If a VAP was not signed at the time of birth and paternity of the child is contested, the court may order a DNA test conducted to determine paternity.

Custody and Visitation

Whether it is a regular divorce or a paternity case, in addition to the aforementioned factors, the court will also consider Child Support and Child Expenses in rendering its decision. Further, these considerations can be broken down into Parenting Time and Decision Making for each parent, and these will be extremely vital components of the court’s final decision.

In Illinois, there is no guarantee that Parenting Time and Decision Making will be equally split between the parents. The court will weigh many factors, including the Parenting Factors mentioned above, in rendering its decision. For extracurricular activities, for example, the court may well consider what is referred to as Past Care, namely what role a parent played in the child’s extracurricular activities in the past.

Day-to-Day Decision Making

Finally, there is the matter of making daily decisions on behalf of the child. For routine matters, such as, for example, whether to attend a religious service, the decision will probably be made by the parent while they’re exercising their parenting time. But for potentially life-changing decisions – what religious faith the child is to be raised in – will be made by the parent with decision making authority in that area of the child’s life.

Child Custody – An Enormously Complicated Issue

From this brief synopsis, it should be apparent that the legal issues in child custody cases are enormously complex. And if you or anyone you know needs a child custody attorney in Rockford, Illinois we highly recommend that you contact the law firm of Crosby & Crosby for an initial free consultation of your case.

Our team of experienced family law attorneys will work with you to help you build a successful legal strategy, and we urge you to contact us today to learn more about the expert legal assistance we can provide.

At Crosby & Crosby, You’re Never Alone

We want you to know that first and foremost, we’re here to help you succeed and protect what you value most.

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Helpful questions about family law

How to choose the right divorce lawyer?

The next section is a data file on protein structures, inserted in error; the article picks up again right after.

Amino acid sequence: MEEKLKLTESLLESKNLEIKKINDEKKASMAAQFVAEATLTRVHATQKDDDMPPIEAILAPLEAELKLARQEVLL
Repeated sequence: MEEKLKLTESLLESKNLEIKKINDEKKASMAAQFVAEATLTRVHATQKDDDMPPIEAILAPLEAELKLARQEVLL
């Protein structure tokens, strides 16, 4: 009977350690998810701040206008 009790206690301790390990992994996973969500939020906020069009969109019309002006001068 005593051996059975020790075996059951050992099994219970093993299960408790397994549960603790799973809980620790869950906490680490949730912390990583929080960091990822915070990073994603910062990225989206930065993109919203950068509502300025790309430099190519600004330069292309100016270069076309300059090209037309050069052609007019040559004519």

Choosing the right divorce lawyer, in our mind, comes down to three factors. First, is this lawyer going to be an aggressive advocate for me? Second, is this lawyer a person I can get along with personally? Third, do I trust this lawyer to communicate with me effectively? If you walk away from an initial consultation with a lawyer answering yes to those three questions, you have likely found the lawyer who is right for you.

Legal work can be extremely time consuming. Your expectations should not necessarily be that your lawyer is someone you can vent to about your personal life, as that would likely result in an unreasonably high bill. But you should expect your lawyer to keep you informed as to the status of your case. You should also expect your lawyer to listen to your wishes and concerns and use those thoughts as a basis for your case. You don’t need to talk to your lawyer everyday, but you should hear from them every other week or so.

Expect the unexpected when it comes to the Court dates. The Court system is based on a first-come-first-serve calendar, when the case is not filed as an emergency. All initial Court dates are determined by the Clerk of the Court, not of the lawyer or client. If you have a lawyer, expect the Judges to want your lawyer to do the talking, unless the Judge asks the client a question directly. You should also expect the Judge to keep the Courtroom as orderly as possible. Judges very much look down on people who speak out of turn. As for dress, the Court does not require a strict dress code, but it is always a good idea to dress professionally to show the Judge that you take the system and their Courtroom seriously.

There is a process in the law referred to as “discovery” that allows a party to a legal proceeding to discover information about the opposing party. In the context of a divorce, “discovery” is primarily used in the form of written questions and written requests for the opposing party to provide documents to the party that is doing the requesting. These are called “interrogatories” and “requests to produce.” During the process, the party answering the questions or requests must provide a written testimony, under oath, that the documents and answers are true and accurate. It is through this process of “discovery” that we are able to learn what assets a party possesses.